A Most Masculine State: Gender, Politics and Religion in Saudi Arabia

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Cambridge University Press, Mar 15, 2013 - Political Science - 333 pages
Women in Saudi Arabia are often described as either victims of patriarchal religion and society or successful survivors of discrimination imposed on them by others. Madawi Al-Rasheed's new book goes beyond these conventional tropes to probe the historical, political, and religious forces that have, across the years, delayed and thwarted their emancipation. The book demonstrates how, under the patronage of the state and its religious nationalism, women have become hostage to contradictory political projects that on the one hand demand female piety, and on the other hand encourage modernity. Drawing on state documents, media sources, and interviews with women from across Saudi society, the book examines the intersection between gender, religion, and politics to explain these contradictions and to show that, despite these restraints, vibrant debates on the question of women are opening up as the struggle for recognition and equality finally gets under way.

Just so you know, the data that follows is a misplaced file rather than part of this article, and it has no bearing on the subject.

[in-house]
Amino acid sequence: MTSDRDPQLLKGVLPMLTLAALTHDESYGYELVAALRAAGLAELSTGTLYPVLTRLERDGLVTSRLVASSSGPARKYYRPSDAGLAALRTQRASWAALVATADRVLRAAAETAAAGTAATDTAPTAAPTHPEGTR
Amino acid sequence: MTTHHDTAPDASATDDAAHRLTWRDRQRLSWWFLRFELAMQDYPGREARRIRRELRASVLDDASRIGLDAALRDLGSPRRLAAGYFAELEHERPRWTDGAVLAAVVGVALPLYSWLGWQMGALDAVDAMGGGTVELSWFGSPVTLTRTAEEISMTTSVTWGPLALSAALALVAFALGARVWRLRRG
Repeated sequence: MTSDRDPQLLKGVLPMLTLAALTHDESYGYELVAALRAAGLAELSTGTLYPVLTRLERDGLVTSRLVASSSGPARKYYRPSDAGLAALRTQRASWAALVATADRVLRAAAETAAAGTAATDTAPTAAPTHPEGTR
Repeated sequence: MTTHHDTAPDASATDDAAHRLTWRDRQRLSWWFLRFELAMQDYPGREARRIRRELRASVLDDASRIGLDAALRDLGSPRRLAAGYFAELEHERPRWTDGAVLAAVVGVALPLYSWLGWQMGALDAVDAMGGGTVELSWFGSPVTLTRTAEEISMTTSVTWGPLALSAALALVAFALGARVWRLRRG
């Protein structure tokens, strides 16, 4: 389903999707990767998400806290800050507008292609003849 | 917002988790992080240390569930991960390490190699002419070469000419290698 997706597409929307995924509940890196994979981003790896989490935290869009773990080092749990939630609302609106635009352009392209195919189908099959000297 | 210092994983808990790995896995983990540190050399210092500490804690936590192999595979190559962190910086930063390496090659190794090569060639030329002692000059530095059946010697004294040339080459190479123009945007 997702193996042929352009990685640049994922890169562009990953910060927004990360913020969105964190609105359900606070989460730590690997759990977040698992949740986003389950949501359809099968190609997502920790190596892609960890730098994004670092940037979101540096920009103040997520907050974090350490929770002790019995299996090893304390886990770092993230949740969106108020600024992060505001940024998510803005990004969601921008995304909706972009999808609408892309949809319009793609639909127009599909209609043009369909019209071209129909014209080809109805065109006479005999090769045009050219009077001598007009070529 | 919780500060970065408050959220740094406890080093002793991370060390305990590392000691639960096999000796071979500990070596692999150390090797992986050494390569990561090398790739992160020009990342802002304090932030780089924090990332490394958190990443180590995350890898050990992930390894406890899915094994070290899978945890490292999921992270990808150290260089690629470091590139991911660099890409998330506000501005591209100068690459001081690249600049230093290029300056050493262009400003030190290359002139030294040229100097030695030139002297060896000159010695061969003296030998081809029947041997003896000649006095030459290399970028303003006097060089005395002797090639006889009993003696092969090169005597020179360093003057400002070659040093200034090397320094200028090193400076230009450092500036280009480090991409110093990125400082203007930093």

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Contents

From Religious Revival to Religious Nationalism
43
The State as Benevolent Educator
77
Fatwas on Women in the 1980s
108
The Quest for Cosmopolitan Modernity I 34
134
Women in Search of Themselves I7 5
185
Celebrity Women Novelists and the Cosmopolitan Fantasy 21 2
215
Women Preachers and Activists
244
Light at the End of the Tunnel
280
Glossary
297
Bibliography
303
I 5
315
Copyright

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About the author (2013)

Madawi Al-Rasheed is Professor of Anthropology of Religion at King's College London. She specialises in Saudi history, politics and society. Her publications include Contesting the Saudi State (2007), Kingdom without Borders (2009) and A History of Saudi Arabia (2010).

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